How much do we really know about soul music?
By now, the answer is pretty obvious: it’s not that much.
Soul music has been around for over 200 years, has its own distinctive sound, and has long been considered a subgenre of pop music.
However, that’s not really the case, according to data from Nielsen Music.
In fact, it seems that the term “soul” isn’t really all that meaningful anymore, according a recent Nielsen Music study.
Instead, the data shows that “soulfly” has become a more accurate term to describe the music genre, and that “dance music” and “dancing” are more associated with genres like funk and soul.
The Nielsen Music research team analyzed more than 30 million songs from Nielsen’s Music Stats database.
They looked at the popularity of a particular genre of music, and the songs in the genre, to determine the average number of songs in that genre per 1 million songs.
The average song in that music category was around 4.5 million, which is the median number of tracks per song in the category.
That means that the median song in a particular song genre is around 2.5 songs per million songs, which means that a song in “sloppy soul” would average about 6 songs per 1,000 songs.
So the median is 3.5, not 3.7, which suggests that the average song is about 4.1 songs per song.
But that’s actually pretty bad.
The median song of the “somtimes” category in the study is about 5.3 songs per album.
That’s a lot less than the median average song.
The same trend applies to the “disco” category, which also seems to be less popular than the other two genres.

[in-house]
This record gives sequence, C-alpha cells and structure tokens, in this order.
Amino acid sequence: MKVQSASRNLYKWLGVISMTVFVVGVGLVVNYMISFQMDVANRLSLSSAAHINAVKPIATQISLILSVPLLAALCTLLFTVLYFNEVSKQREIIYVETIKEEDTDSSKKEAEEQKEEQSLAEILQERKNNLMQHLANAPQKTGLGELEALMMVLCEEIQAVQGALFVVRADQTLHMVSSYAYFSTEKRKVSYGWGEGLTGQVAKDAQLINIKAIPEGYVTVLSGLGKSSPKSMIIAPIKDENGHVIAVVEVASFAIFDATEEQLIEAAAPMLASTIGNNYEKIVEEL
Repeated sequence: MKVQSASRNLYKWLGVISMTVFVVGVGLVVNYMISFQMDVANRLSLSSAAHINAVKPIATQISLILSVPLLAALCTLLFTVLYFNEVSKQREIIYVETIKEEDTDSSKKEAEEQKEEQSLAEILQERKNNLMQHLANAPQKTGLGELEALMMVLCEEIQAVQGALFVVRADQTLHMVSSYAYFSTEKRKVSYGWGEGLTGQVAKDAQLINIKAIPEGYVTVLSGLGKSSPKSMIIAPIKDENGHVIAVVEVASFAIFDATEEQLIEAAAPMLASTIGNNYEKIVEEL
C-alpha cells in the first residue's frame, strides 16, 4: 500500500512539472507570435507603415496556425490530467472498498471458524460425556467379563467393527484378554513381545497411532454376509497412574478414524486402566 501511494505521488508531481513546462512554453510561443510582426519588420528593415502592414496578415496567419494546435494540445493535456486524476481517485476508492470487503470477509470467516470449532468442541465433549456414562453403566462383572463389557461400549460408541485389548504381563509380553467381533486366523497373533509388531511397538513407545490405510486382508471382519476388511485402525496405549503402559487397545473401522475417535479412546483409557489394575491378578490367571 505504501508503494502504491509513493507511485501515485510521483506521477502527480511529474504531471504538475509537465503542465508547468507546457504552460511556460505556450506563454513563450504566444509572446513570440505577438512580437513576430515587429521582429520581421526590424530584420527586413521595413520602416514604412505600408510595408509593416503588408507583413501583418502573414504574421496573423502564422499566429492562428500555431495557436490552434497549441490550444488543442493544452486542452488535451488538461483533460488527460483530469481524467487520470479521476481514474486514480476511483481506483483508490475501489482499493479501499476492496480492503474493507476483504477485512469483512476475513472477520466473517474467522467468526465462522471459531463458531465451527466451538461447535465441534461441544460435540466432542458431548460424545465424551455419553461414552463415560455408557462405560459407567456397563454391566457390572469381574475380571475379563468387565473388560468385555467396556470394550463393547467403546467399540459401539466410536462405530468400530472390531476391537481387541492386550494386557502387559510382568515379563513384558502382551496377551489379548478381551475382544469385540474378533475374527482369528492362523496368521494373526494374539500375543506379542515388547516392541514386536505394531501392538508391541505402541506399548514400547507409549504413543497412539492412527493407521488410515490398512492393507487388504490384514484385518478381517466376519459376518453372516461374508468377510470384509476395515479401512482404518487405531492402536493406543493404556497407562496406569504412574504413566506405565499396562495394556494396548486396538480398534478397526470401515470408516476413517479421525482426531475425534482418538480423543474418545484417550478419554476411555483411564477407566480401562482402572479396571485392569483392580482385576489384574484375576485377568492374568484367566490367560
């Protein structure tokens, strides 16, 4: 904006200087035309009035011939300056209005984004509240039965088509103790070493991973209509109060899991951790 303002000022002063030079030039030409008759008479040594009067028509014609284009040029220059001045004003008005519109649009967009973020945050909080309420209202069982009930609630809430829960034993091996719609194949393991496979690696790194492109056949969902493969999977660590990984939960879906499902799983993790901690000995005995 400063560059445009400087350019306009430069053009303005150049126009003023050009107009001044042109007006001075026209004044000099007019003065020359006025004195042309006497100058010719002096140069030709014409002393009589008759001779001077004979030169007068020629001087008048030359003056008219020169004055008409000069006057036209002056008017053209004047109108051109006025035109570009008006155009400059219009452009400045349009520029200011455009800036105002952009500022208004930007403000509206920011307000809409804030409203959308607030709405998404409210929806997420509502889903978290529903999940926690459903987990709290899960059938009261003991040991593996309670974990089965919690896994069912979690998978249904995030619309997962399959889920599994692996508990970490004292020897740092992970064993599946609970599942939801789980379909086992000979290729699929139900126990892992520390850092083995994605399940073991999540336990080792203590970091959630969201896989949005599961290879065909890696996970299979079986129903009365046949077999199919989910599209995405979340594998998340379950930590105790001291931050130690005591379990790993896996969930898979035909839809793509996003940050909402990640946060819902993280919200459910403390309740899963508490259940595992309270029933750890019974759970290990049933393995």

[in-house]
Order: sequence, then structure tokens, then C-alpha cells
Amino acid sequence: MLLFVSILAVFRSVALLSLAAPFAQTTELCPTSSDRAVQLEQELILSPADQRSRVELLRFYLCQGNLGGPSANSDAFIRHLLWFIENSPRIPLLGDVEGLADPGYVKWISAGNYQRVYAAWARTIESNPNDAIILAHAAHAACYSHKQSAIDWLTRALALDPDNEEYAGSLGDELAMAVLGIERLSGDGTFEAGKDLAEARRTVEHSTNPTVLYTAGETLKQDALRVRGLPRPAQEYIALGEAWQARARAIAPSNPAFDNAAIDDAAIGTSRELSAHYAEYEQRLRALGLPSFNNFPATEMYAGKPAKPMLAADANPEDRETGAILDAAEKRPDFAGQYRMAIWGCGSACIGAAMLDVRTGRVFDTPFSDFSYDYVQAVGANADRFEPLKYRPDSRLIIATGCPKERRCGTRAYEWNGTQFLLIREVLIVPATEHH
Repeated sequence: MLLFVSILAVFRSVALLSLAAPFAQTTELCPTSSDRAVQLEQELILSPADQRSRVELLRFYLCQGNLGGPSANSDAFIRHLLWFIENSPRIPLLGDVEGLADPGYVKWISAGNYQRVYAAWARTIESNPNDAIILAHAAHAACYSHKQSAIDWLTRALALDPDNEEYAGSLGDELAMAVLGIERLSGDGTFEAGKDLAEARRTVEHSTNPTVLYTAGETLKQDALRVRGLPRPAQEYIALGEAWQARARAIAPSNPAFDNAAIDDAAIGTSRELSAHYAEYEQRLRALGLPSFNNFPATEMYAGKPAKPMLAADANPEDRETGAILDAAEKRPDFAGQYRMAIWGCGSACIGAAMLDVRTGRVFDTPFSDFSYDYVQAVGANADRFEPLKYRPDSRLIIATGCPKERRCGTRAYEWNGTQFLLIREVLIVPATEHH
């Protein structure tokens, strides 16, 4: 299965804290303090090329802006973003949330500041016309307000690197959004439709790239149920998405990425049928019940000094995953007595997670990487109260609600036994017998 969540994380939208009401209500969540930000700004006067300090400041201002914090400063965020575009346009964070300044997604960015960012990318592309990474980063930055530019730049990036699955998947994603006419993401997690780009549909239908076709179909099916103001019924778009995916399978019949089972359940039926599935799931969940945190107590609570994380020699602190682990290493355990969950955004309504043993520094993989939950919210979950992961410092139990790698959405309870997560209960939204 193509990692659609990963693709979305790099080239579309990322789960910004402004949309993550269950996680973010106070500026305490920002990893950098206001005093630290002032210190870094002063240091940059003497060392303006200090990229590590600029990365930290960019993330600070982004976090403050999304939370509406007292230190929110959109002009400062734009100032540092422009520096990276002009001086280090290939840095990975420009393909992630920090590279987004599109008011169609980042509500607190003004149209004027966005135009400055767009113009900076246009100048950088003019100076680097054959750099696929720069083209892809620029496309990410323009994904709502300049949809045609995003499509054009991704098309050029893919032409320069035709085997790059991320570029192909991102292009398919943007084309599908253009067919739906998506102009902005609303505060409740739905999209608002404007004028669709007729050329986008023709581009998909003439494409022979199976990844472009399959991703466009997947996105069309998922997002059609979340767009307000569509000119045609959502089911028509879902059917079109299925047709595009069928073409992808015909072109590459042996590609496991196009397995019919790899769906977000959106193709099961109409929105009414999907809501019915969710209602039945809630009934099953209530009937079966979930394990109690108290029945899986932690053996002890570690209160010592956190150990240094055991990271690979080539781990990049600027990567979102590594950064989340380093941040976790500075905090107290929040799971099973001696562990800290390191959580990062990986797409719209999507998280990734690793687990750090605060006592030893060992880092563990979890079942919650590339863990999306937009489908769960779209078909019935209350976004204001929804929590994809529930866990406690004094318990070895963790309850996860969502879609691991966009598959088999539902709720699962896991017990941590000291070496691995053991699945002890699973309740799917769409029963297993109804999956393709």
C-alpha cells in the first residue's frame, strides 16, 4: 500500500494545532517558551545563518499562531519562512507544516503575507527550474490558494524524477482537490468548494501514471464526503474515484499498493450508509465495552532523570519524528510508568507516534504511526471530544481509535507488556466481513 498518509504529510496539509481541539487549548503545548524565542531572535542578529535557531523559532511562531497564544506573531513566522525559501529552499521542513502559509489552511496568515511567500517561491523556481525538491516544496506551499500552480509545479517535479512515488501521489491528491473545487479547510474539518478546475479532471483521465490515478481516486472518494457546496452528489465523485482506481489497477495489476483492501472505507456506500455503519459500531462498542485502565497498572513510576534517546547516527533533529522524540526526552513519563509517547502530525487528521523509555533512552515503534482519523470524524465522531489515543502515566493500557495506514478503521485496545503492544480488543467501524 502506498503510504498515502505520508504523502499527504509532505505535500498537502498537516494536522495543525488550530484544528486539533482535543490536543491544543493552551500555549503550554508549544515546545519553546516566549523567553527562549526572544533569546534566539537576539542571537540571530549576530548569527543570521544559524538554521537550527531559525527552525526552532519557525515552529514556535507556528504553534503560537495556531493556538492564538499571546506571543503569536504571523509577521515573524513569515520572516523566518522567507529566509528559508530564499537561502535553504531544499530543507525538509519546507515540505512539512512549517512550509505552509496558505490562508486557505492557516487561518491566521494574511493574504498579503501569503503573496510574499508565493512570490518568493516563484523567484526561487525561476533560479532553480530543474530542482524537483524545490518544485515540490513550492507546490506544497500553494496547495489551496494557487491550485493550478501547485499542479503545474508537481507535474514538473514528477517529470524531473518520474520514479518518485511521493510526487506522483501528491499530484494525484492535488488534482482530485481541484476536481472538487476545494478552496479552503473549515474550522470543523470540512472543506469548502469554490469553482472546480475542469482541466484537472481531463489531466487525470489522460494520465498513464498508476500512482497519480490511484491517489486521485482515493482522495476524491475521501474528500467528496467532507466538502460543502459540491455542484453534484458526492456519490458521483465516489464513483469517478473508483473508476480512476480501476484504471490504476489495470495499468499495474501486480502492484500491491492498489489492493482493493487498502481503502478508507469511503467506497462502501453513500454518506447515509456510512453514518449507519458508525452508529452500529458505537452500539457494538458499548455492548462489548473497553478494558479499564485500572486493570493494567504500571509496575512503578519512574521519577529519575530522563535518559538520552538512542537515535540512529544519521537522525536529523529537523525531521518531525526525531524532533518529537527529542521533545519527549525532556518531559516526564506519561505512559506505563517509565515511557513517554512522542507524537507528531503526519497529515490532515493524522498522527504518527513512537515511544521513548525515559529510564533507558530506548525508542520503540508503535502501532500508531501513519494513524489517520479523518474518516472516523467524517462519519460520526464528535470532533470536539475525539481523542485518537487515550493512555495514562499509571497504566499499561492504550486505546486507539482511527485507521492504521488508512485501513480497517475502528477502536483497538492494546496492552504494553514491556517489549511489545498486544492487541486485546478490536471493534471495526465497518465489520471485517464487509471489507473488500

The most popular genre in this category is “sousoul” — which is about 3.8 million songs — but that’s just a few thousand songs.
Thats a lot more than the average of 4.3, which seems like a pretty bad average.
That said, this isn’t because “sosoul” is a bad song — it actually seems to have a lot of good songs in it, as we saw in the chart above.
In terms of “doo-doo” and other other dance music, the median “songs” is about 6.5.
It’s not an extreme number, but it’s close.
So what can we learn from this?
Well, the fact that this study was conducted at all seems to indicate that the word “souls” is no longer an accurate way to describe any kind of music.
That may be because the term is becoming more generic in the eyes of music fans.
We may also be seeing that the definition of “says something” has gotten a little bit more specific, too.
According to the Nielsen Music report, it used to be that “mixed” and similar music would be considered “suspects,” whereas now it is just “sources.”
It doesn’t sound like a great trend to me, but I’m sure it’ll change.
In any case, it’s good to see the genre’s popularity has continued to grow over the last few years, and hopefully the new Nielsen Music data will help shed some light on why.